In a gallery when visitors should never have the fourth-wall of interactive experiences broken, you never want an experience sitting there with an error message or a desktop showing.
Here are a few tips for keeping applications going through application crashes or sneaky user input on Windows 7 and
Mac OS X.
- knas Restarter (Free. Windows 2000,XP,7)
- This program will monitor your application and restart it if it’s accidentally quit or crashes
- Let’s you specify the working directory of the application. Super useful if you have an openFrameworks app loading local assets from the data directory
- Restart on Crash (Free. Windows 2000,XP,7)
- Similar functionality to knas Restarter
- Lighter weight, but lacks the ability to specify a working directory, so it’s best to stick the EXE in the same directory as the application you’re trying to keep alive.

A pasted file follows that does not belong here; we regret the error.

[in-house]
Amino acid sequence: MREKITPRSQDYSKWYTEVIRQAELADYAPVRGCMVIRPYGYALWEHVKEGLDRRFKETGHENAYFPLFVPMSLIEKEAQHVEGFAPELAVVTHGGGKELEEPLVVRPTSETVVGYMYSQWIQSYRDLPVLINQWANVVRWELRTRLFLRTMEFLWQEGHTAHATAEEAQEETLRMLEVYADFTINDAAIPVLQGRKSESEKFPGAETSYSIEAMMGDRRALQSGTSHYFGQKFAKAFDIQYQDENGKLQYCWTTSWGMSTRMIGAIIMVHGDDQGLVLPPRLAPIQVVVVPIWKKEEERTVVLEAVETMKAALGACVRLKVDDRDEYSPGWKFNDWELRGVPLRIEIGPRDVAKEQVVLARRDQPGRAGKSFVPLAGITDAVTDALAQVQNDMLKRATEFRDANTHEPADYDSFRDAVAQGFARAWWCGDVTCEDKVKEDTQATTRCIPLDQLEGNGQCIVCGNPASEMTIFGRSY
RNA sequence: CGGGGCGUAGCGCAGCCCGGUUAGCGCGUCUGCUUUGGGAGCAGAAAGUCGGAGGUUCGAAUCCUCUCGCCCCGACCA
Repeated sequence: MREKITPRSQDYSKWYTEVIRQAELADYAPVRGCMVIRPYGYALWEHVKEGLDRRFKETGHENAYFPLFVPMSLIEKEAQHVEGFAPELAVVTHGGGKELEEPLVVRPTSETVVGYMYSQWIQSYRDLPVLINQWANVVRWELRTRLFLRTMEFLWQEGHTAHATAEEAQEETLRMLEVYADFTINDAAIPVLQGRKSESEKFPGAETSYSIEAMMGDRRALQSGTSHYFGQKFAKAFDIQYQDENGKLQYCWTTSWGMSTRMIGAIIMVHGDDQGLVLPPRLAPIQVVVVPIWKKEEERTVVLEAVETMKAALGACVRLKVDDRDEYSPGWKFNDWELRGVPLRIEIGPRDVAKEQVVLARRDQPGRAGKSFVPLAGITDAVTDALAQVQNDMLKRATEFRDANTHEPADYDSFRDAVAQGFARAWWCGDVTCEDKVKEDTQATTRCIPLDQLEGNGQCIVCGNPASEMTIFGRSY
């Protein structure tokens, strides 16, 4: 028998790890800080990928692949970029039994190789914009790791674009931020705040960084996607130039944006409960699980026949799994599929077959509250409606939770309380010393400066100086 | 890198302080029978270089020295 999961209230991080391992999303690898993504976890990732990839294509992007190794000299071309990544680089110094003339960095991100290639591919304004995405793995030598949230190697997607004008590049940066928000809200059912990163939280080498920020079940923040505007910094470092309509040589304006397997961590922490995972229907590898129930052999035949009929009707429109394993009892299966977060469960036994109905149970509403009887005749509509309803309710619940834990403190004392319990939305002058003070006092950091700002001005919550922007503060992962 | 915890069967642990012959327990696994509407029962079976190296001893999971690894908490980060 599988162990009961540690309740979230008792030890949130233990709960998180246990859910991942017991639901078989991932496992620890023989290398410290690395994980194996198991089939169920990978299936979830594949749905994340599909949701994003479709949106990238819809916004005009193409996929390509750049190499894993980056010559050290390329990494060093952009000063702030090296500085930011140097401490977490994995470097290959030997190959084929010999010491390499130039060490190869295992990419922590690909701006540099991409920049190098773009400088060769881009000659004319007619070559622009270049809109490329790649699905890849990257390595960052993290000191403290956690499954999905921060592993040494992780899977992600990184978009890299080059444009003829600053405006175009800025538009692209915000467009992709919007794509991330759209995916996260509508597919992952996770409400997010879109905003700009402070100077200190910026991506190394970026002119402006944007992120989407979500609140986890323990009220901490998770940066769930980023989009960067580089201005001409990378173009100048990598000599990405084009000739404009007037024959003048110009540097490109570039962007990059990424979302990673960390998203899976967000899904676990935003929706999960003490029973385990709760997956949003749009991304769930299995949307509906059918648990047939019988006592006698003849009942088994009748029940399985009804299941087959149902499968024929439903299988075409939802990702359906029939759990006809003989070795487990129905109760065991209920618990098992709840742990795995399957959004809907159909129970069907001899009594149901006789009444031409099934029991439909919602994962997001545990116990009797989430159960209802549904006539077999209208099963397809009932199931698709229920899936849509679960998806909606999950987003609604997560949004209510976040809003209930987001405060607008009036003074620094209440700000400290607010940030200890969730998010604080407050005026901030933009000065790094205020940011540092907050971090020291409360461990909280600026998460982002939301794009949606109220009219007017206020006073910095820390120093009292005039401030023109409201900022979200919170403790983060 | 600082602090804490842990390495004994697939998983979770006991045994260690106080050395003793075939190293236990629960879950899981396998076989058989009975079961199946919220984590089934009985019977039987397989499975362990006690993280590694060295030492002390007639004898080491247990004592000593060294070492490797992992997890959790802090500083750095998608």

Removing Windows Crash Error Messages
Don’t forget to disable Windows error reporting messages (make sure you specify DontShowUI)
- In Windows 7 Professional, use Group Policy Editor to disable Windows Error Reporting
- If you have Windows 7 Home or Home Premium, you’ll need to edit the registry to accomplish this.
Mac OS X
On a Mac, you’ll want to use the built-in launchd program to keep applications alive. However, configuring launchd can be tricky, so I recommend using Lingon. It comes in two flavors, one that’s on the App Store ($4.99), and a version that is available from the developer that can be run as root ($9.99). This program simplifies the settings you need to tweak to keep your application alive using Launchd.
For turning machines on and off remotely with a power cut, Windows users can configure units like APCs easily using the built-in configuration tools. On a Mac, you’ll need to download the APC UPS Daemon (apcupsd) software. This open source project allows you to configure the power profile of your APC and will allow a power fluctuation to trigger a graceful application close with an OS shutdown.